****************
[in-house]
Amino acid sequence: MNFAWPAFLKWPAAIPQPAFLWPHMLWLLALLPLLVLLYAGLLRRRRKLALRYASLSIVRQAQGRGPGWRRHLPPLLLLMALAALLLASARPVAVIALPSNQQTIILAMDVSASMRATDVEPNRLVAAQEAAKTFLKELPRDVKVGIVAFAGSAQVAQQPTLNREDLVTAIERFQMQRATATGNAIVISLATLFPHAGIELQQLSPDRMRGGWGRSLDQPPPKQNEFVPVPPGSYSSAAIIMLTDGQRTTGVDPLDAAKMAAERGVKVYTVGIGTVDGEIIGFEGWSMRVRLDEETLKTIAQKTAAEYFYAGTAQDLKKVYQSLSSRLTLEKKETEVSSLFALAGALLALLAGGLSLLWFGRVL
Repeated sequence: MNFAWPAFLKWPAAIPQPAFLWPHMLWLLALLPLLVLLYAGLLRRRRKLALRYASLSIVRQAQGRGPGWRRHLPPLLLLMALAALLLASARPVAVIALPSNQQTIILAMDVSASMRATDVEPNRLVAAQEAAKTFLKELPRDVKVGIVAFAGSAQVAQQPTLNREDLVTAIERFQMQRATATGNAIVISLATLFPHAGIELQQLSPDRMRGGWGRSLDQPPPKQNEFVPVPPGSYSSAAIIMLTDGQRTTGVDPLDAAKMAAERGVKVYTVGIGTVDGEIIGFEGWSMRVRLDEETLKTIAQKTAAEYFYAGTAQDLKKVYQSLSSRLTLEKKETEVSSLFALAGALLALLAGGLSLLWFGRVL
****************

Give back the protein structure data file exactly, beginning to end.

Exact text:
[in-house]
Amino acid sequence: MNFAWPAFLKWPAAIPQPAFLWPHMLWLLALLPLLVLLYAGLLRRRRKLALRYASLSIVRQAQGRGPGWRRHLPPLLLLMALAALLLASARPVAVIALPSNQQTIILAMDVSASMRATDVEPNRLVAAQEAAKTFLKELPRDVKVGIVAFAGSAQVAQQPTLNREDLVTAIERFQMQRATATGNAIVISLATLFPHAGIELQQLSPDRMRGGWGRSLDQPPPKQNEFVPVPPGSYSSAAIIMLTDGQRTTGVDPLDAAKMAAERGVKVYTVGIGTVDGEIIGFEGWSMRVRLDEETLKTIAQKTAAEYFYAGTAQDLKKVYQSLSSRLTLEKKETEVSSLFALAGALLALLAGGLSLLWFGRVL
Repeated sequence: MNFAWPAFLKWPAAIPQPAFLWPHMLWLLALLPLLVLLYAGLLRRRRKLALRYASLSIVRQAQGRGPGWRRHLPPLLLLMALAALLLASARPVAVIALPSNQQTIILAMDVSASMRATDVEPNRLVAAQEAAKTFLKELPRDVKVGIVAFAGSAQVAQQPTLNREDLVTAIERFQMQRATATGNAIVISLATLFPHAGIELQQLSPDRMRGGWGRSLDQPPPKQNEFVPVPPGSYSSAAIIMLTDGQRTTGVDPLDAAKMAAERGVKVYTVGIGTVDGEIIGFEGWSMRVRLDEETLKTIAQKTAAEYFYAGTAQDLKKVYQSLSSRLTLEKKETEVSSLFALAGALLALLAGGLSLLWFGRVL